Tilt is the project from Fish alumni Steve Vantsis and Dave Stewart plus guitarist Paul Humphreys and singer Paul Dourley, with contributions from Robin Boult and John Beck amongst others. They released an EP “Million Dollar Wound” way back in 2009, but “Hinterland” is their first full-length album. The earlier EP was a competent enough record, but never really set the world on fire. This one is a very different beast indeed.
It begins with the dreamy opening of “Assembly”, electronic atmospherics and an understated vocal slightly reminiscent of 80s Tears for Fears, except instead of breaking out into a big soaring chorus it leads into a dramatic instrumental section built around a spiralling guitar figure. “Hinterland”, in contrast, is a barrelling hard rocker with something of The Who in their prime about it.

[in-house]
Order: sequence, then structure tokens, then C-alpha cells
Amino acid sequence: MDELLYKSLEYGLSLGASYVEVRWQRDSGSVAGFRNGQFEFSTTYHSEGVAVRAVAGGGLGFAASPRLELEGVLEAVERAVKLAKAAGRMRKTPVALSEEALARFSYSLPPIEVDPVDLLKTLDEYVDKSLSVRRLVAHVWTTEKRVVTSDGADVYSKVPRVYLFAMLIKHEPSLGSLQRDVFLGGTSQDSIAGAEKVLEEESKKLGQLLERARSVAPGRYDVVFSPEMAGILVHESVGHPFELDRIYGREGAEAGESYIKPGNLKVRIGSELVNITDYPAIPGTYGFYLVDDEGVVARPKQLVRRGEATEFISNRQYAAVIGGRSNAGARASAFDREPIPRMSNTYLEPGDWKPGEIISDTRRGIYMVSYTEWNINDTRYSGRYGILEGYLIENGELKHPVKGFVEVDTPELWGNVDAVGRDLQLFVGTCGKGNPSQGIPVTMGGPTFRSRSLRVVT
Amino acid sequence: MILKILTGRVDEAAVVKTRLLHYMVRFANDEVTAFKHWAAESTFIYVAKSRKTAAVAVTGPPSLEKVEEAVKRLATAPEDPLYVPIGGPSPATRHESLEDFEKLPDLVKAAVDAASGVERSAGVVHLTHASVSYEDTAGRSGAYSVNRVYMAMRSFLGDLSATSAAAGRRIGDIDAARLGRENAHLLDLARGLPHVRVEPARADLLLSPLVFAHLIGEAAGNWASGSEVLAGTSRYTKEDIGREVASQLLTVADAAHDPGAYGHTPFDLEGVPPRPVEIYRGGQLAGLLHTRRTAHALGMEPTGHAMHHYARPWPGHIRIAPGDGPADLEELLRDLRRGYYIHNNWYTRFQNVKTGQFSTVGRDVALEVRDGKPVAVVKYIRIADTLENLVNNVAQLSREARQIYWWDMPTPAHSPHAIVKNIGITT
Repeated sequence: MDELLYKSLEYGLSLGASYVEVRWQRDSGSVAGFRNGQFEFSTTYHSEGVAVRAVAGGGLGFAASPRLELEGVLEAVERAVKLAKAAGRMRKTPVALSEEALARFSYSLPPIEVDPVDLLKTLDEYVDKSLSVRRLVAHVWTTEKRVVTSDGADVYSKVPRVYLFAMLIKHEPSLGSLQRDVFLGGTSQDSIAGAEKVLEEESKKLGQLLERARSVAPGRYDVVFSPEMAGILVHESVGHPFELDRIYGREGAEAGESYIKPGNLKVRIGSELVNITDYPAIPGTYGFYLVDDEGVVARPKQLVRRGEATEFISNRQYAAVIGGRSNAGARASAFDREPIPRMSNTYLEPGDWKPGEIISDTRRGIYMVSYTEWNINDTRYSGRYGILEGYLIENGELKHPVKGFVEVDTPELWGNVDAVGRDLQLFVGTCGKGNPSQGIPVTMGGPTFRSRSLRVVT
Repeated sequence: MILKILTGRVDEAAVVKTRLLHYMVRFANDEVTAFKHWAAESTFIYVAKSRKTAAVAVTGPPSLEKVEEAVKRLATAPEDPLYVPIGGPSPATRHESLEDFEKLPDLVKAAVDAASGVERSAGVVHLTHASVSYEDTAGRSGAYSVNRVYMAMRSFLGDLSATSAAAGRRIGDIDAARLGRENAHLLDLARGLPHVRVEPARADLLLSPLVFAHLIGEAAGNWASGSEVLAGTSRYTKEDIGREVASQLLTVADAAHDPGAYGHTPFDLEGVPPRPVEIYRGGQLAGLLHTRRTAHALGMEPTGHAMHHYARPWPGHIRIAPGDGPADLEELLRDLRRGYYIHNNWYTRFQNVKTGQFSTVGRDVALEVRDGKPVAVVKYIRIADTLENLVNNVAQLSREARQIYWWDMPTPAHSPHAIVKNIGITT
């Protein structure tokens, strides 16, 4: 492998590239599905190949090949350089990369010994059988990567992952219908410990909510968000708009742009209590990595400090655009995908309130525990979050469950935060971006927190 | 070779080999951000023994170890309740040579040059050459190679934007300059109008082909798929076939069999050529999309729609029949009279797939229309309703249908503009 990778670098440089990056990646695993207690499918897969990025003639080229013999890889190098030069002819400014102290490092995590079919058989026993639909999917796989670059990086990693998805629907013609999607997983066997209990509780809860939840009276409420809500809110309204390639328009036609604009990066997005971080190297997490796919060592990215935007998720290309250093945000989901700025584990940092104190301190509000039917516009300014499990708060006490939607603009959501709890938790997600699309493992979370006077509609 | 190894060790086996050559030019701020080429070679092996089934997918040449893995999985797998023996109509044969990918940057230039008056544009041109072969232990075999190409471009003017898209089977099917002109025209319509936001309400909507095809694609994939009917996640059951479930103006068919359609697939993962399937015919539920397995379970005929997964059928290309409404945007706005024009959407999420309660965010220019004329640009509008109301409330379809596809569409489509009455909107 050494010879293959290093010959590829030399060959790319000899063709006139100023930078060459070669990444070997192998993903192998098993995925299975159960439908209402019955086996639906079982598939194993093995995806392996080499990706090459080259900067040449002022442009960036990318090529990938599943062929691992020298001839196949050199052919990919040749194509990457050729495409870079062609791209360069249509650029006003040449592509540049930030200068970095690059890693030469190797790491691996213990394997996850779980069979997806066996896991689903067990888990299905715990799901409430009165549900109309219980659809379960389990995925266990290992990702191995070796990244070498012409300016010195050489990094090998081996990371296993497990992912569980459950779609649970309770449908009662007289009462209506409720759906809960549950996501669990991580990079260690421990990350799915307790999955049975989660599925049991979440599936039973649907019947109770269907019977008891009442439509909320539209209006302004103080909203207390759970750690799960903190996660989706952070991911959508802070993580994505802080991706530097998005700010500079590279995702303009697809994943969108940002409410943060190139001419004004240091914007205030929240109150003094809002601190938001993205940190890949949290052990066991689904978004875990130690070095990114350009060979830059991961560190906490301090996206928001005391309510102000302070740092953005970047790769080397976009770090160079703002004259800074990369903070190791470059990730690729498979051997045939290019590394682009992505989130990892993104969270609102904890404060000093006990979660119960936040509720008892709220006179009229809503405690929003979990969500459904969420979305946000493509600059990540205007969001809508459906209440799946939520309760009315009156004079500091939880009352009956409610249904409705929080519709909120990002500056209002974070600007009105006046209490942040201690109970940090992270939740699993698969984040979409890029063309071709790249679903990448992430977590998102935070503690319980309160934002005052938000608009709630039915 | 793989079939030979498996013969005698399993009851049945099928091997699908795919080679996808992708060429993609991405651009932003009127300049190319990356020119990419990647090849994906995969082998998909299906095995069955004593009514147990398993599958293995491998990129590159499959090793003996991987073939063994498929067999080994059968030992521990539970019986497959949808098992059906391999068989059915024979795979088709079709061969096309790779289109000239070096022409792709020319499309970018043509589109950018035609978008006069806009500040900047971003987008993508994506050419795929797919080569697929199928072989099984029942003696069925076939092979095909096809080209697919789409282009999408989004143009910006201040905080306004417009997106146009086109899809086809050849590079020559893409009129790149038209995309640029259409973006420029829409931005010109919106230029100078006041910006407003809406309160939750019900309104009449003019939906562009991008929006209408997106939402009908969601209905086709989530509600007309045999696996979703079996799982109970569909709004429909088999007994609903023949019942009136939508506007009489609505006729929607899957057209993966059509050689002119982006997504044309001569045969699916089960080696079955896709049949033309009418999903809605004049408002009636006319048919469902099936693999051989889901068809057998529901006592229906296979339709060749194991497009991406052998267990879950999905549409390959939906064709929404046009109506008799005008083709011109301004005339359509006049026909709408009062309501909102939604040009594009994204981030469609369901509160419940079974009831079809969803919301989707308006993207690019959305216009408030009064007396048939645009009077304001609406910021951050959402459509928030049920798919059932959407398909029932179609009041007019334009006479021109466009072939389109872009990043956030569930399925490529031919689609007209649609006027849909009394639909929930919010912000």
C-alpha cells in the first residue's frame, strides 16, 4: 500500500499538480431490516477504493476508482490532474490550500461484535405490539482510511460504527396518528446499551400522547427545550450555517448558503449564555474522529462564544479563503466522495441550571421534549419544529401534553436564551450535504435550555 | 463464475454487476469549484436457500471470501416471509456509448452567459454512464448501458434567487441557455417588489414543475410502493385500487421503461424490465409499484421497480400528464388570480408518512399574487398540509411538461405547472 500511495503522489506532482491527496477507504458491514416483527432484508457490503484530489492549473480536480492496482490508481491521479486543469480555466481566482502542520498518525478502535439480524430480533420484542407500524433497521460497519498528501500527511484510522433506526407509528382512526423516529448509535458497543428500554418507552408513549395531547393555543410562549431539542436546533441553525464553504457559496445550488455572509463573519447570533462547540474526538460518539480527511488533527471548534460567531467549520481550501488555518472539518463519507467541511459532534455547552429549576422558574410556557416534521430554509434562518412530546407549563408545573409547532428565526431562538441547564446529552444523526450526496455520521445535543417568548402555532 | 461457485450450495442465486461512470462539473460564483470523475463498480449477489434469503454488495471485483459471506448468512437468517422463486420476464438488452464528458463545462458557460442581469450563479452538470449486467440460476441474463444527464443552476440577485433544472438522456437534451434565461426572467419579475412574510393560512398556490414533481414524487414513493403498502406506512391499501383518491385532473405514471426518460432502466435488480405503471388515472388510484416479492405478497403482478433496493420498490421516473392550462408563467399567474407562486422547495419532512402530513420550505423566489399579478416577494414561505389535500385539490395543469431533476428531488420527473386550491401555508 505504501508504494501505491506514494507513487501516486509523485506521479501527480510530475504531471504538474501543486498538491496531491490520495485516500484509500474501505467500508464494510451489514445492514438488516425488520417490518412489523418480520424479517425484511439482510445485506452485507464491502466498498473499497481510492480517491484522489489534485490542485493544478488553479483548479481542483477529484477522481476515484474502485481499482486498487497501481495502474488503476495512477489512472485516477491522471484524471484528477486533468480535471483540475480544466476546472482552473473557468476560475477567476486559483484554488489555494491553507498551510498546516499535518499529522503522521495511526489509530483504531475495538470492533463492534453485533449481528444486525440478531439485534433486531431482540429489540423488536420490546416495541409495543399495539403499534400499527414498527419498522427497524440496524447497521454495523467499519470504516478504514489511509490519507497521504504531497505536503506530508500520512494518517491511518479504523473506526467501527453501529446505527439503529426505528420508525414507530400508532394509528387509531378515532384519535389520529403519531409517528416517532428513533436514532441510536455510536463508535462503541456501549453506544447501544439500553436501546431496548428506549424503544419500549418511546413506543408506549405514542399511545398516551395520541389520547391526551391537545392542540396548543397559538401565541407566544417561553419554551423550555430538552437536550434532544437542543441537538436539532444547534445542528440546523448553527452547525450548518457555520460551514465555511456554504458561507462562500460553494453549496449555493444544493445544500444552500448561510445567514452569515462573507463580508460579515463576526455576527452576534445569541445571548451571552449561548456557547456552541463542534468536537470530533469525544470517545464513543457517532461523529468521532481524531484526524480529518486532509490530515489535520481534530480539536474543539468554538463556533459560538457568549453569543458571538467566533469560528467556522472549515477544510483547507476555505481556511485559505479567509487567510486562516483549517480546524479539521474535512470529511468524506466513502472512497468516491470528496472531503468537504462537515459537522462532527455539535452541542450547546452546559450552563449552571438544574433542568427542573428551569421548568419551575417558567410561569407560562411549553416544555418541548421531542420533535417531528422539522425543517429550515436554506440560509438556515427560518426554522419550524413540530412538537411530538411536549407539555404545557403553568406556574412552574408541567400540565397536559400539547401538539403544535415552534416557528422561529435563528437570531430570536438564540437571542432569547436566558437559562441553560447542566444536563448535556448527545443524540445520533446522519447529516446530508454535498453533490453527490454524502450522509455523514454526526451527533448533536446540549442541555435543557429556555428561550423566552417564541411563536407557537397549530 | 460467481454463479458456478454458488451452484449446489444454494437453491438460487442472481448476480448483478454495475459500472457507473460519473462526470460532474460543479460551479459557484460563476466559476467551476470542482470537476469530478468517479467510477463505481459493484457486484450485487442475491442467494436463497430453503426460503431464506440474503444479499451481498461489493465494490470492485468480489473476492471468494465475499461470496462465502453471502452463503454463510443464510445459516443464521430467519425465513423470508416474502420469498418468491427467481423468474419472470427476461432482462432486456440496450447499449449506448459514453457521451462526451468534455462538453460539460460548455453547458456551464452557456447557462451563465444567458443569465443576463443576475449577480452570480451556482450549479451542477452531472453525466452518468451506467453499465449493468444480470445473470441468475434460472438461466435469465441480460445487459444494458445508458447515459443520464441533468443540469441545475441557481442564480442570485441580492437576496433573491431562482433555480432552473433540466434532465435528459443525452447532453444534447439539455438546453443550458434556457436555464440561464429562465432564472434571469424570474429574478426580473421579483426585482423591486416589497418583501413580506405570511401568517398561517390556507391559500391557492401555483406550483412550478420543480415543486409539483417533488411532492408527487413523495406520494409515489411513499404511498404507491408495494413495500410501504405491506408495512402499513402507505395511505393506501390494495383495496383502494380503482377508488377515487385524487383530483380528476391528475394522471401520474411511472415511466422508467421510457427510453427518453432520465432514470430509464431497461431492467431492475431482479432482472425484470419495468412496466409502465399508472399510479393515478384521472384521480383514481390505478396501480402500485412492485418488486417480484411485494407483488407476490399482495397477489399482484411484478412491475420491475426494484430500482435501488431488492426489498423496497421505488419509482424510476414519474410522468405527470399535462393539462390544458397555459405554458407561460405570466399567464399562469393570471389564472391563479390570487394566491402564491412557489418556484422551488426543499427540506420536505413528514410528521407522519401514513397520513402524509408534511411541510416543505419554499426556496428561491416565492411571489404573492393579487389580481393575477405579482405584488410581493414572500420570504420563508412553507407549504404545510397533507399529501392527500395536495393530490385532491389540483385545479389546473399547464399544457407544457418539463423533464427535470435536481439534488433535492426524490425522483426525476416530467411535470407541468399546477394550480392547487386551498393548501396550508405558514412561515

“Against the Rain” and “Growing Colder” are emotive slow-burning ballads, while “No Superman” and the later “Bloodline” are very powerful groove-rockers build around Steve Vantsis’s propulsive bass riffs, the latter featuring a solo by John Mitchell. Another rocker, “Strontium Burning” has the sort of hook that gets buried in your head. The album ends with the book-end of “Disassembly”, the long dreamy opening echoing the opener before building into a big soaring ballad that brings the album to an impressive close.
Steve Vantsis has been the main co-writer on Fish’s recent albums, and there are places with a similar feel to those records, especially when it takes the riff and groove driven approach reminiscent of parts of “13th Star”. The songcraft and razor-sharp production is certainly in the same league. The layered arrangements with touches of electronica amidst the guitar riffs also recalls late-period Porcupine Tree.
But Paul Dourley is a very different sort of singer to Fish; his soulful vocals have the occasional hints of Peter Gabriel and Lou Gramm. If anything it’s his vocal performance that lifts this record from a good one to a great one.
This is a record that’s been a long time in the making, but it’s proved worth the wait. 2016 has been a very strong year for rock albums, and “Hinterland” is another one to add to them.